There were even heady dreams of a shortened FLA to directly compete with the C-130 and a stretched version version being shown at Farnborough 96.
Silly French!
Yes, that fits the time-frame.

"We need a turboprop-powered aircraft" - most potential customers plus Lockheed, late 1980s

"This is turning into a right mess. We're leaving and going to sell hundreds more C-130s, just in a new version" - Lockheed, 1989

"Ah, quelle domage - the Americans 'ave left. Now, the aeroplane, it needs to be powered by Le CFM-56. Nothing else will do- one potential customer, early/mid 1990s

"Mmmm.....let's see how this pans out..." All other potential customers, early/mid-1990s.

"Actually, we want a turboprop" - All other potential customers, mid-1990s.

"Damn. How do we find work for SNECMA? Ah-ha! Provide the core of the turboprop. We will team up with someone to provide the engine, stiff them over workshare, promise an engine which is magnifique and defeat perfidious Rolls Royce." - One potential customer, mid-1990s

"Er... you know how we gave you the turboprop contract? Er... the M88 core is too heavy. You'll have to design a new one. And the engine is going to be a Euro-project, since it isn't going to work without 'ze Germans' and Rolls-Royce on board." - All other potential customers, mid-late 1990s.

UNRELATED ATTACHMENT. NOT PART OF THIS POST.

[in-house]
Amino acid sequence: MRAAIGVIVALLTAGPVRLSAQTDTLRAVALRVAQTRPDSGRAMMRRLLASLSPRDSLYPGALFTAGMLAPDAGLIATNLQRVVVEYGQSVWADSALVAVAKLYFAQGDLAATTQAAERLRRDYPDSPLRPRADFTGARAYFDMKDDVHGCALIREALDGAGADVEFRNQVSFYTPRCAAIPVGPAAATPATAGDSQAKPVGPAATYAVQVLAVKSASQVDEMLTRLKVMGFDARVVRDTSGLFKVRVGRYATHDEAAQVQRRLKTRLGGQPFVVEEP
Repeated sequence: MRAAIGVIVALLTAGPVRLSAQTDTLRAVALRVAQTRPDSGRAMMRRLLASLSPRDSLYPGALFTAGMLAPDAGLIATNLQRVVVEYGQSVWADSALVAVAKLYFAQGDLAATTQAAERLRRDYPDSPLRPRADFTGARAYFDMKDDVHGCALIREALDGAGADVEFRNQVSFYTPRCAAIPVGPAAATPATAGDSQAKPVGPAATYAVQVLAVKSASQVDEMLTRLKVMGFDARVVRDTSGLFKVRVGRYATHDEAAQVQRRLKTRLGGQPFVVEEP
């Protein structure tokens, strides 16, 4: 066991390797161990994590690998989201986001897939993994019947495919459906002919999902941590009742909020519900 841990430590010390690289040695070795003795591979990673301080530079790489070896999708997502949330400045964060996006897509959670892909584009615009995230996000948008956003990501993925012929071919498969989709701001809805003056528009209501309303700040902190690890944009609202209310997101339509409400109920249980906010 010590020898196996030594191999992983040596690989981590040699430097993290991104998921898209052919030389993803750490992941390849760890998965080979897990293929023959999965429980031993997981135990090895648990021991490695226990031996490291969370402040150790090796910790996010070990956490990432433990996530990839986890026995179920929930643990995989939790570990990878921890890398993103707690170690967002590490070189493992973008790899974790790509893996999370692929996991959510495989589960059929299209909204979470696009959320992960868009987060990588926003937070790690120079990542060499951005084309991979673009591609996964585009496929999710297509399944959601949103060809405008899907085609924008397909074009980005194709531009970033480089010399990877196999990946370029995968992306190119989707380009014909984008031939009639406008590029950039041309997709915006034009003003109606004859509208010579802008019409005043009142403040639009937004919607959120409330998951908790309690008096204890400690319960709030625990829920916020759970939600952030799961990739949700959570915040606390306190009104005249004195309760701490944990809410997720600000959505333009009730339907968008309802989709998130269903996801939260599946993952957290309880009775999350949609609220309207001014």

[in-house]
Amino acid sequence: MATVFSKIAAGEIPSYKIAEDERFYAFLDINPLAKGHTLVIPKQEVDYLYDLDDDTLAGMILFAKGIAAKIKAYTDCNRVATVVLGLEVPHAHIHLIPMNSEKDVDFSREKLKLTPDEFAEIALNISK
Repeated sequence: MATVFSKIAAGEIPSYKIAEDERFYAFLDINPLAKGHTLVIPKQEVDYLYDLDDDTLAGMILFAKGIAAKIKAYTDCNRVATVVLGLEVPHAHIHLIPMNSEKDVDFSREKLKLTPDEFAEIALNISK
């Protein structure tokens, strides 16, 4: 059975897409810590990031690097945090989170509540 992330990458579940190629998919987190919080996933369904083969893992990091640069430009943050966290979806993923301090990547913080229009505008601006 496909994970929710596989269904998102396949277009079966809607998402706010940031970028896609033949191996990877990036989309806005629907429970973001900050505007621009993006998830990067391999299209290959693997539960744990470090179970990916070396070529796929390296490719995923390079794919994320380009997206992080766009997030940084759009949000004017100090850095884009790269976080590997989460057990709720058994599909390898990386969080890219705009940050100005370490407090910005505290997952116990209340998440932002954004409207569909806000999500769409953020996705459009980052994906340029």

"Merde!" - One potential customer, mid-late 1990s.

"The ***** French have really stuffed this up over the farting around over the engines" Most potential customers, mid-1990s.

"Er.... er..... ah.... How many did you say you wanted? Really? Realllllly? Tell us the truth, Gerhard..." - The French

"Look, Ein Eichhörnchen!"

Etc, etc.
 
french were touting this in the early 90’s

View attachment 445954

we were still using this graphic in the DERA TLs @ 1995

View attachment 445955

my understanding was the French hoped to clean up on a new market for BFO turboprops. At the time, it was the big dream the Future Large Aircraft as it was then was going to be the new C-130 and sell in its thousands, so they pushed aggressively for a turboprop solution even though the general feeling was ‘too big!
There were even heady dreams of a shortened FLA to directly compete with the C-130 and a stretched version version being shown at Farnborough 96.
Silly French!
That looks so much like the Embrarer C-390...minus two engines.